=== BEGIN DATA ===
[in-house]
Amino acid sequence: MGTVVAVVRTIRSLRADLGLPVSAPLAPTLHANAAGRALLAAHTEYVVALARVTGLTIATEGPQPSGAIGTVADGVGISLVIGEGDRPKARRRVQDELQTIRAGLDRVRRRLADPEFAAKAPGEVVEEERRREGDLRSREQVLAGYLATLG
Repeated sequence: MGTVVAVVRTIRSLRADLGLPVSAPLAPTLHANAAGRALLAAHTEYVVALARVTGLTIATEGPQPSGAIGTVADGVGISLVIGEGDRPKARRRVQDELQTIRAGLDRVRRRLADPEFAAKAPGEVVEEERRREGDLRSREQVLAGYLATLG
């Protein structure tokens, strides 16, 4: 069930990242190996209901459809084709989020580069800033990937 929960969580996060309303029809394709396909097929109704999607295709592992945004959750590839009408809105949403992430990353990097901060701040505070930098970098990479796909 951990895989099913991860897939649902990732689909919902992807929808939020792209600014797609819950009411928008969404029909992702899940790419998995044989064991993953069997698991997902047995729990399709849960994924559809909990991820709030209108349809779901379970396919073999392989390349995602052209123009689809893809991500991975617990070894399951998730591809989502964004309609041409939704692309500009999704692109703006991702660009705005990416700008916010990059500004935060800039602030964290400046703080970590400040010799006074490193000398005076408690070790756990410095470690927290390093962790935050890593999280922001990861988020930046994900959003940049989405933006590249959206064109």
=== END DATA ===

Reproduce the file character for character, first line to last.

[in-house]
Amino acid sequence: MGTVVAVVRTIRSLRADLGLPVSAPLAPTLHANAAGRALLAAHTEYVVALARVTGLTIATEGPQPSGAIGTVADGVGISLVIGEGDRPKARRRVQDELQTIRAGLDRVRRRLADPEFAAKAPGEVVEEERRREGDLRSREQVLAGYLATLG
Repeated sequence: MGTVVAVVRTIRSLRADLGLPVSAPLAPTLHANAAGRALLAAHTEYVVALARVTGLTIATEGPQPSGAIGTVADGVGISLVIGEGDRPKARRRVQDELQTIRAGLDRVRRRLADPEFAAKAPGEVVEEERRREGDLRSREQVLAGYLATLG
């Protein structure tokens, strides 16, 4: 069930990242190996209901459809084709989020580069800033990937 929960969580996060309303029809394709396909097929109704999607295709592992945004959750590839009408809105949403992430990353990097901060701040505070930098970098990479796909 951990895989099913991860897939649902990732689909919902992807929808939020792209600014797609819950009411928008969404029909992702899940790419998995044989064991993953069997698991997902047995729990399709849960994924559809909990991820709030209108349809779901379970396919073999392989390349995602052209123009689809893809991500991975617990070894399951998730591809989502964004309609041409939704692309500009999704692109703006991702660009705005990416700008916010990059500004935060800039602030964290400046703080970590400040010799006074490193000398005076408690070790756990410095470690927290390093962790935050890593999280922001990861988020930046994900959003940049989405933006590249959206064109």